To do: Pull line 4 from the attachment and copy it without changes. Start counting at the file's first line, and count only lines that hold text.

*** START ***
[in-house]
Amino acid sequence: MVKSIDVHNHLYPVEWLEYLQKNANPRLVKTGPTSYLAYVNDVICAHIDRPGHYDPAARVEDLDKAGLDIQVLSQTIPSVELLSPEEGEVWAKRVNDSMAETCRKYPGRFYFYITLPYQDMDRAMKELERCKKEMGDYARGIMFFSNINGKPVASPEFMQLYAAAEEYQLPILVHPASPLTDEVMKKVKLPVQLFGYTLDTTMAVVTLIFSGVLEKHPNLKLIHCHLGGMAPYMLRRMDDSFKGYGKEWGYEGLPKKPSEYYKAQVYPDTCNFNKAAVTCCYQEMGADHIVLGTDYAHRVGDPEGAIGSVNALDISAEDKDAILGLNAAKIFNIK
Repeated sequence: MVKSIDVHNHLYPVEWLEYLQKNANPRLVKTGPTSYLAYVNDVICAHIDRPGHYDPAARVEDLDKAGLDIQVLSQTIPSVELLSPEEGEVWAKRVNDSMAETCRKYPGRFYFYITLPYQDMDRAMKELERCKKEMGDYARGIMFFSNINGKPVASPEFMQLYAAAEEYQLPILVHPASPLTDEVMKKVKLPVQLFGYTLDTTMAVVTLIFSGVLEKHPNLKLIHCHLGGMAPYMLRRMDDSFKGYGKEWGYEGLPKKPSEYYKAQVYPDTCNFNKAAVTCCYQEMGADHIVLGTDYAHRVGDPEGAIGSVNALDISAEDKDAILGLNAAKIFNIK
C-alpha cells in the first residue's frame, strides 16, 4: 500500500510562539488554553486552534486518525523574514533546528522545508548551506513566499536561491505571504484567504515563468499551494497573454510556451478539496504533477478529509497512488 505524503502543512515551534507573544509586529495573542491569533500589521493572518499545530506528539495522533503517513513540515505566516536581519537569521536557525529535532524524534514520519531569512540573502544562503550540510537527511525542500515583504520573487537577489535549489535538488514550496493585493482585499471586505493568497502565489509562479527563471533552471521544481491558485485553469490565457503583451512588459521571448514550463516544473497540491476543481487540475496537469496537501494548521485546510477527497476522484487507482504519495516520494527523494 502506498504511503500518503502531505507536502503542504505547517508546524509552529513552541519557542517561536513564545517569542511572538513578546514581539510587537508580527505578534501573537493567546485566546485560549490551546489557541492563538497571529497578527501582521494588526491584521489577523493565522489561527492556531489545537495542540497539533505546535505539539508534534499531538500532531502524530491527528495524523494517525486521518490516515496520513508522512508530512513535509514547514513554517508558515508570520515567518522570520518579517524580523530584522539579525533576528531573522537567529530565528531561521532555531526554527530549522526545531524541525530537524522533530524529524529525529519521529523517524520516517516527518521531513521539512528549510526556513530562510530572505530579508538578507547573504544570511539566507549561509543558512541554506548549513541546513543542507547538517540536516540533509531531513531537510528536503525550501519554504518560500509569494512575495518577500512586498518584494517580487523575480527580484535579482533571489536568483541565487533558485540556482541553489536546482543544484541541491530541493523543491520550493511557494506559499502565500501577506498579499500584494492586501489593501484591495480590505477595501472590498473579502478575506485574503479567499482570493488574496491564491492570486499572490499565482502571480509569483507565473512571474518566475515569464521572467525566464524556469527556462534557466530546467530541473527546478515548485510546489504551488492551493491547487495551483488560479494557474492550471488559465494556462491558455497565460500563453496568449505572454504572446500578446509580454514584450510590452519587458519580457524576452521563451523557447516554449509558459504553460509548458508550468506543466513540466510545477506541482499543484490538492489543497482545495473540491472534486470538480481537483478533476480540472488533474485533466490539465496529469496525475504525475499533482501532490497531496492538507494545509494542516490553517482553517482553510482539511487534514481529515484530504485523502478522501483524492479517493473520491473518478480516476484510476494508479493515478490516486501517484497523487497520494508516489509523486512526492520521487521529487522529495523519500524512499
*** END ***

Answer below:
C-alpha cells in the first residue's frame, strides 16, 4: 500500500510562539488554553486552534486518525523574514533546528522545508548551506513566499536561491505571504484567504515563468499551494497573454510556451478539496504533477478529509497512488 505524503502543512515551534507573544509586529495573542491569533500589521493572518499545530506528539495522533503517513513540515505566516536581519537569521536557525529535532524524534514520519531569512540573502544562503550540510537527511525542500515583504520573487537577489535549489535538488514550496493585493482585499471586505493568497502565489509562479527563471533552471521544481491558485485553469490565457503583451512588459521571448514550463516544473497540491476543481487540475496537469496537501494548521485546510477527497476522484487507482504519495516520494527523494 502506498504511503500518503502531505507536502503542504505547517508546524509552529513552541519557542517561536513564545517569542511572538513578546514581539510587537508580527505578534501573537493567546485566546485560549490551546489557541492563538497571529497578527501582521494588526491584521489577523493565522489561527492556531489545537495542540497539533505546535505539539508534534499531538500532531502524530491527528495524523494517525486521518490516515496520513508522512508530512513535509514547514513554517508558515508570520515567518522570520518579517524580523530584522539579525533576528531573522537567529530565528531561521532555531526554527530549522526545531524541525530537524522533530524529524529525529519521529523517524520516517516527518521531513521539512528549510526556513530562510530572505530579508538578507547573504544570511539566507549561509543558512541554506548549513541546513543542507547538517540536516540533509531531513531537510528536503525550501519554504518560500509569494512575495518577500512586498518584494517580487523575480527580484535579482533571489536568483541565487533558485540556482541553489536546482543544484541541491530541493523543491520550493511557494506559499502565500501577506498579499500584494492586501489593501484591495480590505477595501472590498473579502478575506485574503479567499482570493488574496491564491492570486499572490499565482502571480509569483507565473512571474518566475515569464521572467525566464524556469527556462534557466530546467530541473527546478515548485510546489504551488492551493491547487495551483488560479494557474492550471488559465494556462491558455497565460500563453496568449505572454504572446500578446509580454514584450510590452519587458519580457524576452521563451523557447516554449509558459504553460509548458508550468506543466513540466510545477506541482499543484490538492489543497482545495473540491472534486470538480481537483478533476480540472488533474485533466490539465496529469496525475504525475499533482501532490497531496492538507494545509494542516490553517482553517482553510482539511487534514481529515484530504485523502478522501483524492479517493473520491473518478480516476484510476494508479493515478490516486501517484497523487497520494508516489509523486512526492520521487521529487522529495523519500524512499